Another School Shooting; Now Our Generation is Joining the Fight for Gun Control

Rissa Gross, Opinion Editor

On Thursday, Nov. 14 at 7:38 a.m. there was another mass shooting in California, this time at Saugus High School in Santa Clarita. The shooting left two students dead, three students injured and countless students running for their lives or locked in classrooms for hours.

I think it is way past time for the younger generation to get involved and make our voices heard about school safety and gun reform.

I graduated from Saugus High in June 2016 and I lived in Santa Clarita my entire life. My community is left broken and grieving — again. The first time was when my second home, Thousand Oaks, was left shattered following the shooting at Borderline Bar & Grill in 2018, in which my former choirmate Justin Meek was killed.

A poll by Harvard University’s Institute of Politics showed that 64% of people 18 to 29 years old support stricter gun laws, according to The Washington Post.

We have waited far too long for parents and adults to protect us: it is our turn to make a change. By “we,” I mean people born close to or after the mass shooting at Columbine High School in 1999.

We are the generation who was raised in a world where mass shootings and school shootings are the norm. We are the generation of campus shooter drills and gun wound first aid training. We are the generation who says “I love you” too much to our friends and family, just in case.

According to The Washington Post, the March for Our Lives group, led by Marjory Stoneman Douglas High School shooting survivors, proposed “‘A Peace Plan for a Safer America,’ [which] calls for a ban on assault-style weapons and high-capacity magazines, a national licensing and gun registry, a mandatory gun buyback program for assault-style weapons, a rigorous licensing system and other measures to combat not just mass shootings but also suicides and domestic and urban violence.”

For all four years of high school, I practically lived in the Saugus High choir room, where one girl sought shelter after being shot twice in the side and shoulder. While 30 or 40 students hid in her office, choir teacher Katie Holt tended to the girl’s wounds with the first aid bag and gunshot wound kit she kept in her classroom, according to NBC News. Holt’s actions may be the reason the girl survived.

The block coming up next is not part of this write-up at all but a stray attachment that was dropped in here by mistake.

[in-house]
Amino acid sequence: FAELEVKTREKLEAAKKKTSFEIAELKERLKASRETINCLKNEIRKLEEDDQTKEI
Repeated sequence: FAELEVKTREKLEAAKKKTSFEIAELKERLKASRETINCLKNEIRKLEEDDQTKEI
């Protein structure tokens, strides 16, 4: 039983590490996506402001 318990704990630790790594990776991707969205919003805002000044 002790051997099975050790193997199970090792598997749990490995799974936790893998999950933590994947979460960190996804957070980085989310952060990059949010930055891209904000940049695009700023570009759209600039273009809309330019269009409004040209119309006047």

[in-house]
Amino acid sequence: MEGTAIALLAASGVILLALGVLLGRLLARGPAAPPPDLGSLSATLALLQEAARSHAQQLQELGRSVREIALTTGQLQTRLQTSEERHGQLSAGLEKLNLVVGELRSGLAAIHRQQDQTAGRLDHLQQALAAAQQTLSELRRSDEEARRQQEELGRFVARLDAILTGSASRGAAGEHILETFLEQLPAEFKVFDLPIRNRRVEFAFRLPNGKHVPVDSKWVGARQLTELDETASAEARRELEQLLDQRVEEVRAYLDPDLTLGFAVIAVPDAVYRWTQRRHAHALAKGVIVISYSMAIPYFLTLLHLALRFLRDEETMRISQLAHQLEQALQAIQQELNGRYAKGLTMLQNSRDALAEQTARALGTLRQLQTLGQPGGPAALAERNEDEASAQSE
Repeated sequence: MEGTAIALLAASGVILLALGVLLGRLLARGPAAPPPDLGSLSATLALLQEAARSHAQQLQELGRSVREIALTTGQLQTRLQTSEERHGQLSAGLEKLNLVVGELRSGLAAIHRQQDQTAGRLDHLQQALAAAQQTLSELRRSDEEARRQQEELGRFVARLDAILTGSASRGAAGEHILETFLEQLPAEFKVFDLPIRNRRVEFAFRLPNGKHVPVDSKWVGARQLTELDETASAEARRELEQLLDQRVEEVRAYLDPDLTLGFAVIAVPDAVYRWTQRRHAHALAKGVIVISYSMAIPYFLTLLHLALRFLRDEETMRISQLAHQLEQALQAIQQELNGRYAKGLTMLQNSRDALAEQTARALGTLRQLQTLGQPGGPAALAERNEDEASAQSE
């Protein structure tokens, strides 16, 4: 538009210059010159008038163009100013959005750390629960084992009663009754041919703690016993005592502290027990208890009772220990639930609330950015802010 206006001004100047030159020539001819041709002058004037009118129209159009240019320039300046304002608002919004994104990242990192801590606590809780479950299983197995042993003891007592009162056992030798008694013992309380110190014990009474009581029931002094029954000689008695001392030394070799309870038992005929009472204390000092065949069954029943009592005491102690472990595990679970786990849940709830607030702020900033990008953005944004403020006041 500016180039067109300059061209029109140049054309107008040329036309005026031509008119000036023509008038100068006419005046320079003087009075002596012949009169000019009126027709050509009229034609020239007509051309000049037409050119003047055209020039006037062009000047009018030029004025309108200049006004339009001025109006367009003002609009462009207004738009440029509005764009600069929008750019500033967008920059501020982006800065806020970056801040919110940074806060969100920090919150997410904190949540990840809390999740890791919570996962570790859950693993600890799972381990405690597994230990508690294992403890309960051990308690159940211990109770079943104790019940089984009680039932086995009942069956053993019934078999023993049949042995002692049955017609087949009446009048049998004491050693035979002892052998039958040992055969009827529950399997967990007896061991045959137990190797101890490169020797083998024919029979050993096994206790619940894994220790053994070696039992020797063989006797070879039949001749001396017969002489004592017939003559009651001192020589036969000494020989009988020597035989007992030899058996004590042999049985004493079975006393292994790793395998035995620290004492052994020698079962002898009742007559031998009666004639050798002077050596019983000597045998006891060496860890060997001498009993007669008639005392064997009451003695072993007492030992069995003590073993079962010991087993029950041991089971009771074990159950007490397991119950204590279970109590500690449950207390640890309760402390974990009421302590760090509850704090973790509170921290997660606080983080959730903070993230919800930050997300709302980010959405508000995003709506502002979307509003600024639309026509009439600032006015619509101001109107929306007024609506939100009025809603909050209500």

“I will never forget what it felt like to be scared for my life in that small choir office,” said Saugus High School senior and choir president Eddie Mendoza. “My amazing choir teacher, Ms. Holt, should have been a teacher that day, not a paramedic.”

When adults hear about these students getting shot and killed, they imagine if that had been their own child. But that is not powerful enough. When we see the faces of people killed in mass shootings, such as Saugus and Borderline, we see ourselves. That is so much more powerful.

Being at the vigil for Saugus High School on Sunday, Nov. 17, I heard community officials and school administrators speak as well as students and friends of the victims. It was clear to me that the students were filled with far more fire and passion than the adults.

Emily Witt wrote in The New Yorker about the teenage leaders of March for Our Lives, “Along with the rest of the country, I watched as… their classmates addressed the media and lawmakers with a controlled fury and eloquence made more potent by their youth.”

In 2014, my sister was a student at University of California, Santa Barbara when a shooter killed six people in her neighborhood in Isla Vista, California. Also, my uncle was shot through the knee at the Route 91 Harvest festival in Las Vegas in 2017.

“When will our government wake up and realize that this is a growing problem?” Mendoza said.

My family has been touched by two mass shootings and both of my communities have been affected by two more. I do not care about the politics of the issue, but something has to change.

It is not fair. It isn’t fair that we are the ones hiding in classrooms when we should be learning at school or breaking windows instead of line dancing at country night. We are the ones running for our lives and trusting adults to do their job and protect us. It’s not their fight anymore, it is ours.

This article was updated on Nov. 19 to reflect that the Saugus High victim was shot once in the shoulder and the second shot was in her side, not her leg.